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Saunders M'Glashan's Courtship
by David Kennedy

Read by Marilyn Wright

Listen to this poem in Real Audio here!

SAUNDERS M’GLASHAN was a handloom weaver in a rural part of Scotland many years ago. Like many another Scotsman he was strongly possessed with the desire to own the house he lived in. He bought it before he had saved money enough to pay for it, and he toiled day and night to clear the debt, but died in the struggle. When he was dying he called his son to his bedside and said, "Saunders, ye’re the eldest son, and ye maun be a faither to the ither bairns, see that they a’ learn to read their Bibles and to write their names, and be guid to your mither; and Saunders, promise me that ye’ll see that the debt is paid." The son promised, and the father died and was buried in the auld kirkyard.

Years passed, the balms were a’ married and awa’, and Saunders was left alone with his mother. She grew frail and old, and he nursed her with tender conscious care. On the evening of the longest summer day she lay dying. Stretching her skinny hand out of the bed-clothes she laid it on his head, now turning grey, and said: "Saunders, ye’ve been a guid laddie, and I’m gaun to leave ye. I bless ye, and Heaven will bless ye, for ye have dune Heaven’s biddin’, and honoured your faither and mither. I’ll see your faither the morn, and I’ll tell him that the bairns ate a’ weel, and that the debt was paid lang or I left the earth." She died, and he laid her in the kirkyard beside his father, and returned to the house he was born in—alone. He sat down in his father’s chair.

"What’ll I dae," he said, "I think I’ll just keep the hoose mysel’." This was easily done, for he lived very simply—parritch or brose to breakfast, tatties and herrin’ to dinner, and brose or parritch again to supper. But when winter set in his trials began.

One dark morning after lying awake for some time he said, "What needs I lie gantin’ here, I’ll rise and get a licht. So he got his flint and steel and tinder-box and set to work. The sparks from the steel and flint would not ignite the tinder, so he struck vehemently, missed the flint, and drove the steel deep into his knuckles.

"This’ll never dae," he cried, "I’m tired o’ this life; I’m determined to hae a wife." He succeeded at last in lighting the fire and made his parritch; but he burnt them, and the soot came doon the lum and fell into them. "I’m pooshinin’ mysel’," he said, "I’m fa’in’ awa’ frae my claes, an’ my breeks are hingin’ in wrunkles aboot me. I said in my haste this mornin’ that I wad hae a wife, an’ noo I say in my solemn leisure, This very day I shall hae a wife!’"

Saunders was a simple-minded man, but no simpleton. He knew nothing of the ways of women. Various maidens had set their caps at him, but he had never seen it. He knew his Bible well, and naturally turned to Solomon for advice, but did not get much comfort there. "Hoo am I to understand women," he said, "for Solomon was the wisest man! that ever lived, and he said that! he couldna understand the ways o’ women—it wasna for the want o’ opportunity ony way."

Instinct told him that when he went a-wooing his best dress should go on; and looking in the glass he said, "I canna gang to see the lassies wi’ a beard like that." So he shaved himself, altho’ he was never known to shave except on Saturday; and he was such a strict Sabbatarian that if he began to shave late on Saturday night, and the clock chappit twelve when he had but one half of his face scrapit, he would leave it till the Sunday was over. The shaving done, he rubbed his chin, saying, with great simplicity, "I think that should dae for the lassies noo." Then he turned and admired himself in the glass, for vanity is the last thing that dies, even in man. "Ye’re no a very ill-lookin’ man after a’, Saunders; but it’s a’ very weel bein’ guid lookin’ and weel drest, but whatna woman am I gaun to seek for my wife."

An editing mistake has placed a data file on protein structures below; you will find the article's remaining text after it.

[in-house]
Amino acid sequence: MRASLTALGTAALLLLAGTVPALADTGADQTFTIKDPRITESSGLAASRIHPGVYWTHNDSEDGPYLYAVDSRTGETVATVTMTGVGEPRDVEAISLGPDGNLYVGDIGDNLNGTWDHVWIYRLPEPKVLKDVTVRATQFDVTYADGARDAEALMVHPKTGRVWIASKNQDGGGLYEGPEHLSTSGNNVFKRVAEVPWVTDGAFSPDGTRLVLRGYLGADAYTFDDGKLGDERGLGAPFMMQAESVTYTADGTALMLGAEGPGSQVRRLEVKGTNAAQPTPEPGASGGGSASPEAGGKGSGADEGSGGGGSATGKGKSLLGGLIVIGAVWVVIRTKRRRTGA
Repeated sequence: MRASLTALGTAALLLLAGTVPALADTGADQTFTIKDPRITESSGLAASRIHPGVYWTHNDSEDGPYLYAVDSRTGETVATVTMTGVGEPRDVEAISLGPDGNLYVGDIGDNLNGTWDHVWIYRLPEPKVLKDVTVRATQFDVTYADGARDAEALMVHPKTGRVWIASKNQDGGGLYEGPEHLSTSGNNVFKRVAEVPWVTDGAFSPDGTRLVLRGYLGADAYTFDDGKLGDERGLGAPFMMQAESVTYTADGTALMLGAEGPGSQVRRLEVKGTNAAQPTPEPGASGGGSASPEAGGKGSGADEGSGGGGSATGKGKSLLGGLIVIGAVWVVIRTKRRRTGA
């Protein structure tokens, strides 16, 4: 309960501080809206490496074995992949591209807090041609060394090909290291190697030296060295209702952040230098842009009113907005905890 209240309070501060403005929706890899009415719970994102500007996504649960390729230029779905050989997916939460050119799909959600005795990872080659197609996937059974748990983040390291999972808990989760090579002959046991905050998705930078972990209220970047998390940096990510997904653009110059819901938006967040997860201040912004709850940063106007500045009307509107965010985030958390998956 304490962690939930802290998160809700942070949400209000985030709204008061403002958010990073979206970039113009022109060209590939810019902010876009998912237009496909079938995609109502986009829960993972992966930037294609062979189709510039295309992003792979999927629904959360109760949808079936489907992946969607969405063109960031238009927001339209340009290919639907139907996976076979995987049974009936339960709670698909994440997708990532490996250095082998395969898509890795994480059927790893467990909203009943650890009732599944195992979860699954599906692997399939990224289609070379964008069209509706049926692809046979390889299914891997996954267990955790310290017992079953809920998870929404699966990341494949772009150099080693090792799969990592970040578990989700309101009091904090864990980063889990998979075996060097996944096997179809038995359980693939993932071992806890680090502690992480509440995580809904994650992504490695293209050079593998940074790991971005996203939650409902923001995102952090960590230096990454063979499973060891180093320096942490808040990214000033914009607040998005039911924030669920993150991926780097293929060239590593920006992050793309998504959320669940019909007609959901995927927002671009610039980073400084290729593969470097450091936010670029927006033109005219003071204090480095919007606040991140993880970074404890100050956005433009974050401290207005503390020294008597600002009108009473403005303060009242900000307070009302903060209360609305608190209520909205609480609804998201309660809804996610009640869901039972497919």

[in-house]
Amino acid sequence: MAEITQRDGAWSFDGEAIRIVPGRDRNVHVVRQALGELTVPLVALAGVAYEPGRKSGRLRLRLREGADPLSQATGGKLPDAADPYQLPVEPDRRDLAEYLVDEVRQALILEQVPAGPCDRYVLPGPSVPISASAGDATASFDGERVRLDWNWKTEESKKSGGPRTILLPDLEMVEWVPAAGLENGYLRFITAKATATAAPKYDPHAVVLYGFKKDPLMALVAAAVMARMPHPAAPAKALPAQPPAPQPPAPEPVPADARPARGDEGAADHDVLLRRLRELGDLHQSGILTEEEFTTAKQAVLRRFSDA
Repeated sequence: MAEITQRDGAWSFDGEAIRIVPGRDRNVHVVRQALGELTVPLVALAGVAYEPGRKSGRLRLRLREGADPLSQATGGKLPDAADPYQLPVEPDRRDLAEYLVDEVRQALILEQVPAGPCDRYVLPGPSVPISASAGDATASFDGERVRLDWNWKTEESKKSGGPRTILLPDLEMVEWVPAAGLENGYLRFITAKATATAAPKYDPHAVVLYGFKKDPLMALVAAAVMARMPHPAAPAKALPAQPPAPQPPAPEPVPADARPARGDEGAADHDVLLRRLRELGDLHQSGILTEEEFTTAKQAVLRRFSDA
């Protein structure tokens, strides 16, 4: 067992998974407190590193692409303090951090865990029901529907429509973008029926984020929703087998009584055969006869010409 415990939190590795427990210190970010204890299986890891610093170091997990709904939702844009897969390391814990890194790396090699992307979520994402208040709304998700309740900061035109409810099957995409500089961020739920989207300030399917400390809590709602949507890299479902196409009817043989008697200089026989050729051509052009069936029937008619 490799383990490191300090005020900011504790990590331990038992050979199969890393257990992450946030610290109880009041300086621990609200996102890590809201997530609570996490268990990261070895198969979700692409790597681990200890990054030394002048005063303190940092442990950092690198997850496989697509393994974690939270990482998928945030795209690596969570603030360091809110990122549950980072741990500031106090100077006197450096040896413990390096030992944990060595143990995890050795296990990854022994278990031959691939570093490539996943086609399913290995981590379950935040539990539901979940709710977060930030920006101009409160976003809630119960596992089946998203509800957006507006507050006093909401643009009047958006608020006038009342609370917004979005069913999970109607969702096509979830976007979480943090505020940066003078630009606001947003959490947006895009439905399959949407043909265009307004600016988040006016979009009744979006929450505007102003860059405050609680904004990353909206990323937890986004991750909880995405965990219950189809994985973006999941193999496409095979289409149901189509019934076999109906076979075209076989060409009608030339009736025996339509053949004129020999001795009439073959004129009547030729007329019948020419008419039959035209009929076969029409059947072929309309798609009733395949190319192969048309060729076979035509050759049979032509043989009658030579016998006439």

He got, at length, paper and pencil, and wrote~. down with great deliberation six female names in large half text, carefully dotting all the "i’s" and stroking all the - "t’s," and surveyed the list as follows: "That’s a’ the women I mind aboot. There’s nae great choice among them. I think—let me see," putting on his spectacles, "it’s no very wiselike gaun courtin’ when a body needs to wear specs. Several o’ them I’ve never spoken till, but I suppose that’s of no consequence in this case. There’s Mary Young, she’s no very young, at ony rate Elspeth M ‘Farlane, but she’s blind o’ the richt e’e, and it’s not necessary that Saunders M ‘Glashan should marry an imperfect woman. Kirsty Forsyth she’s been married twice already, an’ surely twa men’s enough for ony woman. Mary Morison, a very bonnie woman, but she’s gotten a confounded lang tongue, an’ they say the hair upon her head’s no’ her am hair. I’m certain it’s her am tongue, at ony rate! Jeannie Miller, wi’ plenty o' siller, not to be despised. Janet Henderson, wi plenty o’ love. I ken that she has a gude heart, fot she was kind till her mither lang bedfast; an’ when ony barefoot laddie braks his taes he runs straighi to her hciose, and she dichts his nose and claps him on the head, and says, ‘run awa’ hame noo, ye’!l be a man afore yer mither!’ Noo, which o’ thae six will I gang to first? I think the first four can bide awee, but the last twa—siller and love! love and siller! Eh, wadna it be grand if a person could get them baith! but that’s no allowed in the Christian dispensation. The patriarchs had mair liberty— Abraham wad just hae ta’en them baith, but I’m no Abraham. They say siller’s the god o’ the warld— I never had ony mair use for siller than to buy meat and claes, to put a penny in the plate on Sabbath, and gie a ixiwbee to a blind fiddler. But they say heaven’s love and love’s heaven; an’ if I bring Janet Henderson to my fireside, and she sits at that side darnin’ stockin’s, and I sit at this side readin’ efter my day’s wark, an’ I lauch ower to her, and she lauchs ower to me, isna that heaven upon earth? A body can get on in this warld withoot siller, but they canna. get on in this warld withoot love. I’ll gie Janet Henderson the first offer."